Sharon J. Hall
Associate Professor, School of Life Sciences
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A bit of personal history: I grew up in Oakland, CA and graduated from Stanford University in 1990 with a B.S. in Biology with a focus in Neuroscience. I became interested in the environment after spending the better part of a year diving in the kelp forests of the Monterey Bay and teaching at the Monterey Bay Aquarium. I pursued an Ed.M. degree at Harvard University in 1992, and then completed a Ph.D. in 1998 in Soil and Ecosystem Science at UC Berkeley. After a post-doc at the University of Colorado, I became a faculty member in the interdisciplinary Environmental Science Program at The Colorado College. In 2005, I joined the faculty in the School of Life Sciences at ASU. On a daily basis, I feel lucky to work with talented, curious students and colleagues on important questions related to ecology, conservation and human-environment sustainability.
Read more about Michele
I hope to continue developing research questions that assess the efficacy of management techniques on controlling invasive species and forecast the effects of plant invasions on community diversity and productivity. My other research interests include social-ecological resilience to disturbance or invasion, threats to biodiversity (regional and global), land manager perceptions of invasive species, and ecological restoration.
Read more about Kate
I joined the Hall lab in 2017 to pursue my interests in understanding urbanization’s impact on mammalian community ecology. Specifically, I am interested in how mammalian functional diversity, community structure, and population dynamics change with urbanization. My other interests include resilience and disturbance ecology, endangered species policy, and informal science education.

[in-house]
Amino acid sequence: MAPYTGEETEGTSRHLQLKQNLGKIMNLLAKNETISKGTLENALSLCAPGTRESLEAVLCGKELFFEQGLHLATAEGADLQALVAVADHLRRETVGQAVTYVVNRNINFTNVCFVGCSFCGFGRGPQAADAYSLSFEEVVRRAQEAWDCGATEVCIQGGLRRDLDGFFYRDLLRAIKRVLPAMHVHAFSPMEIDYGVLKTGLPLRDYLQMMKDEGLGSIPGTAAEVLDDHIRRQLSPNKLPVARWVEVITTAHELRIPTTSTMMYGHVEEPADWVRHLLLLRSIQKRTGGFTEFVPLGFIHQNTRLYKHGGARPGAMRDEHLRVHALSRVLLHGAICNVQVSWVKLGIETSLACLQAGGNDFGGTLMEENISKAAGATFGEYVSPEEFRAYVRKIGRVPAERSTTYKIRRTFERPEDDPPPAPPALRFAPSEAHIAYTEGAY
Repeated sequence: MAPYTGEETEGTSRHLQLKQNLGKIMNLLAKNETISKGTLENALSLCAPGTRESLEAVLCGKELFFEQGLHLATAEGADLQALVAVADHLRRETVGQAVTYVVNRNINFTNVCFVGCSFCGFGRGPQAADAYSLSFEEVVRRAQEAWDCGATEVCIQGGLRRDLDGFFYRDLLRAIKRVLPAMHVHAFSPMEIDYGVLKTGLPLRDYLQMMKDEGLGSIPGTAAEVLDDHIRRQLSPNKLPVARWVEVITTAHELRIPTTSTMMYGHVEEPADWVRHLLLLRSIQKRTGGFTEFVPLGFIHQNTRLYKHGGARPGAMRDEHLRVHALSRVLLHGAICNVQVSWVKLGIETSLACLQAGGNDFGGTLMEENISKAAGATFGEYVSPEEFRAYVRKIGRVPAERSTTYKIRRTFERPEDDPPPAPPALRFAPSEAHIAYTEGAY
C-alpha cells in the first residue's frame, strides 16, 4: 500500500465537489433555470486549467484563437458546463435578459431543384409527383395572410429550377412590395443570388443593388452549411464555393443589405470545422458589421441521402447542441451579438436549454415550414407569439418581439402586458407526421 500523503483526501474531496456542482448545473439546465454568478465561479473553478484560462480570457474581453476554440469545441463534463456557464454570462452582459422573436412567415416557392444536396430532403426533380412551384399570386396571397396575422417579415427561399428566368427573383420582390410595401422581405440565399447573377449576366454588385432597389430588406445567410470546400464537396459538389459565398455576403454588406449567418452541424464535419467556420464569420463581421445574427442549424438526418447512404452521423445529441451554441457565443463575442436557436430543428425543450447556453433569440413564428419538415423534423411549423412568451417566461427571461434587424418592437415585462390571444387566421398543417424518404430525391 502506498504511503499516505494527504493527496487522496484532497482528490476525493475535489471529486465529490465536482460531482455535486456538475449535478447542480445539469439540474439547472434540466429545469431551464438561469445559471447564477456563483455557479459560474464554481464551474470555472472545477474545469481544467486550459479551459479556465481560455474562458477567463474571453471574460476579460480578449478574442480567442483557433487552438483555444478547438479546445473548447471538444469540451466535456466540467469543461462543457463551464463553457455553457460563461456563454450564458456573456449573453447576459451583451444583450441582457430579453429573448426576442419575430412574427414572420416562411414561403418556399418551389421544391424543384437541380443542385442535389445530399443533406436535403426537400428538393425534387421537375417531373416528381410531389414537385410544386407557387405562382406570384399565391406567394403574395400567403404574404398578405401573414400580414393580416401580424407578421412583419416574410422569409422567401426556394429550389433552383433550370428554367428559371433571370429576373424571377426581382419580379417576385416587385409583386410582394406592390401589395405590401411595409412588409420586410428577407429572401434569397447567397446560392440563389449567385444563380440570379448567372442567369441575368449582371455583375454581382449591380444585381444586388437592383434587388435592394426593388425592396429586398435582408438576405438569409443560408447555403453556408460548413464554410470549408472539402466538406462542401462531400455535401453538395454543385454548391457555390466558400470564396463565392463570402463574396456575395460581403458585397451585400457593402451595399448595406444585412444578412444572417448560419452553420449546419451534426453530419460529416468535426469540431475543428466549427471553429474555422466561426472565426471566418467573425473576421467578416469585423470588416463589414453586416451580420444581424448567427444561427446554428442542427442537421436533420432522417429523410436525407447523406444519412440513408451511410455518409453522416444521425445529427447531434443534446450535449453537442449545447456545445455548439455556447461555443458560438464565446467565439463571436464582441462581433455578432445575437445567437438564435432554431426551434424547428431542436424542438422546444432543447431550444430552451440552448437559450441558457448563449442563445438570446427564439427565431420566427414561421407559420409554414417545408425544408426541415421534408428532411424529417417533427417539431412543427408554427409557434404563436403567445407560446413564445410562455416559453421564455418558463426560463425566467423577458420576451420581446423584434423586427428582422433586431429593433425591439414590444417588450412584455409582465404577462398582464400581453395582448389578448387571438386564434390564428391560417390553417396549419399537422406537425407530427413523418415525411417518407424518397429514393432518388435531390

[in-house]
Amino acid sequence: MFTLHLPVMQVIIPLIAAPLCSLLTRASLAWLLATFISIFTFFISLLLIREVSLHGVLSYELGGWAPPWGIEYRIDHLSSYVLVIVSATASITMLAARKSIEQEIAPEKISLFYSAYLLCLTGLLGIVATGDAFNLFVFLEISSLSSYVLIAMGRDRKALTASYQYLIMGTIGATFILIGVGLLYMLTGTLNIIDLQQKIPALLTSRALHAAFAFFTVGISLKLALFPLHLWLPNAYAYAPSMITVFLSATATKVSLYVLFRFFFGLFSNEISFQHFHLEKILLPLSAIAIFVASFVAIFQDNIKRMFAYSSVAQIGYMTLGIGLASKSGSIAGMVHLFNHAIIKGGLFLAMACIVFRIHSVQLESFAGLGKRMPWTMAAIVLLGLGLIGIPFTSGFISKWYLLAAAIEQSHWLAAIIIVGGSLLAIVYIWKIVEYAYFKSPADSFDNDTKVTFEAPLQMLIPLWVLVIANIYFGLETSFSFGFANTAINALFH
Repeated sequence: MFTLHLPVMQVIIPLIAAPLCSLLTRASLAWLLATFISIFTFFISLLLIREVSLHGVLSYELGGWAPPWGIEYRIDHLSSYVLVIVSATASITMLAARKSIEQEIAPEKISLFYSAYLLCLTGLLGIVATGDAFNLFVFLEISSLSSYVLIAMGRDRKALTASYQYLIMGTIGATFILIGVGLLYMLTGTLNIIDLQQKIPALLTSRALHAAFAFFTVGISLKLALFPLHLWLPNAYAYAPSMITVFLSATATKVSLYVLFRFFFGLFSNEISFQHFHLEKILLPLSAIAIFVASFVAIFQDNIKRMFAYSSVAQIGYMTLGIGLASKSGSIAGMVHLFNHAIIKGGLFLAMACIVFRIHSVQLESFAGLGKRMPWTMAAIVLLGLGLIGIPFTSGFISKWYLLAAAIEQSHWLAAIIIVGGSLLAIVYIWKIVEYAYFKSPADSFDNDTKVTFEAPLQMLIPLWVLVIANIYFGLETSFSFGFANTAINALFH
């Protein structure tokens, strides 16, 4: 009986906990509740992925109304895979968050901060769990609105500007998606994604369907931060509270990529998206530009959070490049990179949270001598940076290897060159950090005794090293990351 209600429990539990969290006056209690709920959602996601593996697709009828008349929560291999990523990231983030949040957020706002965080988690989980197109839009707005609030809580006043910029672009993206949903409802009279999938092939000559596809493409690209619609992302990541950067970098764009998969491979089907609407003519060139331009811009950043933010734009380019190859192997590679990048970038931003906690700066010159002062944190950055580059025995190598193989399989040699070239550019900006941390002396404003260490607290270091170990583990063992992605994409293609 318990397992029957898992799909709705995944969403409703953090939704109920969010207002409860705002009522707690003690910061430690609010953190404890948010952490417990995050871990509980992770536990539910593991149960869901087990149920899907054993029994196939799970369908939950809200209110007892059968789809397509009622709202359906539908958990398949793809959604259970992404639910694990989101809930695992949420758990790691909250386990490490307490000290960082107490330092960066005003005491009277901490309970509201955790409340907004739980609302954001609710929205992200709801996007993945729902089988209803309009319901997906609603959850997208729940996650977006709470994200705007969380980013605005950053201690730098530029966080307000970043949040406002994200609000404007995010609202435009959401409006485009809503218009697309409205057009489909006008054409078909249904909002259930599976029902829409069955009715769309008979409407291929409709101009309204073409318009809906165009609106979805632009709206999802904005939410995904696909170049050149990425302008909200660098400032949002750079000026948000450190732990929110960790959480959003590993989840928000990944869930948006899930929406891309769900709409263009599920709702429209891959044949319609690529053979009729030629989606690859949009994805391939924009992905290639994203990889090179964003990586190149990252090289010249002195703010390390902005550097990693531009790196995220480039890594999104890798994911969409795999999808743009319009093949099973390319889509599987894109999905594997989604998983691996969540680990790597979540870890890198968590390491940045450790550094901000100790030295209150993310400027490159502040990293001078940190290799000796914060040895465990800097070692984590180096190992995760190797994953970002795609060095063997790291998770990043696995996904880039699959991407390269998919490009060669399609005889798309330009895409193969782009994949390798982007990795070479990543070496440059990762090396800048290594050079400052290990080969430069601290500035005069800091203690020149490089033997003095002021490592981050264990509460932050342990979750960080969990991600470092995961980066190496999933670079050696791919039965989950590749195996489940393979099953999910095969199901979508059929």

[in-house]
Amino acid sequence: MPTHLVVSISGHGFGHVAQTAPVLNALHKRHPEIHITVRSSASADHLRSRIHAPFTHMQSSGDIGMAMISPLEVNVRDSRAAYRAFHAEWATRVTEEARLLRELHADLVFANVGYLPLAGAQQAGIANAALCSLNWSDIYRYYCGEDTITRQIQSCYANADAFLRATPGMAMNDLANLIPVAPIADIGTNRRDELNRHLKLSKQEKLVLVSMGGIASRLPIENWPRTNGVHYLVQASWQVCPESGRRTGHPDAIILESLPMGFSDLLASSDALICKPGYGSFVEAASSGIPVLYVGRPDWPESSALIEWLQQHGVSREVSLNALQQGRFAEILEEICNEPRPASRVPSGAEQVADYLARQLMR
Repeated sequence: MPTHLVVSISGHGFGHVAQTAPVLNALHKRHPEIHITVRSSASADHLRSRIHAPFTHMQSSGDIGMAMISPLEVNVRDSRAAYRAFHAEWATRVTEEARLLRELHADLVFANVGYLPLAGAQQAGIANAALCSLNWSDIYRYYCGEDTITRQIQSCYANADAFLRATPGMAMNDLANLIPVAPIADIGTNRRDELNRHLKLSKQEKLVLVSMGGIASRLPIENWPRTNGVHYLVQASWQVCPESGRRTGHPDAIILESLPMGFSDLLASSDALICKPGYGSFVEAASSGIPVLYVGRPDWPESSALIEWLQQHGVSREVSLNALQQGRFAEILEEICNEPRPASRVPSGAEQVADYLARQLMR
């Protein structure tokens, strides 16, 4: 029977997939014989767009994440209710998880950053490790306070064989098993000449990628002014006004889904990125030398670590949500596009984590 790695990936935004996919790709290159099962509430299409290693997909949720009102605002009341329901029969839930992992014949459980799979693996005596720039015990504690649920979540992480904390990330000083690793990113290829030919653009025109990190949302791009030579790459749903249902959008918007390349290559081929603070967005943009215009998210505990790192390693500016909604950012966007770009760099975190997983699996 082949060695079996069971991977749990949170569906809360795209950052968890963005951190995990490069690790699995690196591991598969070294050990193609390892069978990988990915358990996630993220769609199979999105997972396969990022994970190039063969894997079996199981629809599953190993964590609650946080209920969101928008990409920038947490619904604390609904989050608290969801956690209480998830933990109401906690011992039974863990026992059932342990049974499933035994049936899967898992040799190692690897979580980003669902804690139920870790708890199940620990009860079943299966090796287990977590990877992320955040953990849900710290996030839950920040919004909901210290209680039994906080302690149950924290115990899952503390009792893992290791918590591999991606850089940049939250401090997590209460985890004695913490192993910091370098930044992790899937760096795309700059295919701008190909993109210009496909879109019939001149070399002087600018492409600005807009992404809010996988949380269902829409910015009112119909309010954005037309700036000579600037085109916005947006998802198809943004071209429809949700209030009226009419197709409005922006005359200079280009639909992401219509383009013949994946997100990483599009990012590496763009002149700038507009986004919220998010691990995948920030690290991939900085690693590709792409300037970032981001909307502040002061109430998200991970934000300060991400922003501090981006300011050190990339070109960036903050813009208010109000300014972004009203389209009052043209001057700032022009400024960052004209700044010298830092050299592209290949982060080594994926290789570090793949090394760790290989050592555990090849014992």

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Prior to joining the Hall Lab in June of 2017, I worked at a research assistant at the Chicago Botanic Garden. During that time, I was involved in projects ranging from the macro to the molecular, and focused in the conservation of sensitive species and their habitats. Prior to joining the Chicago Botanic Garden, I spent seven years in environmental consulting where my work included conducting terrestrial and aquatic habitat assessments, aquatic baseline and impact studies, habitat mapping and modeling, and threatened and endangered species surveys.
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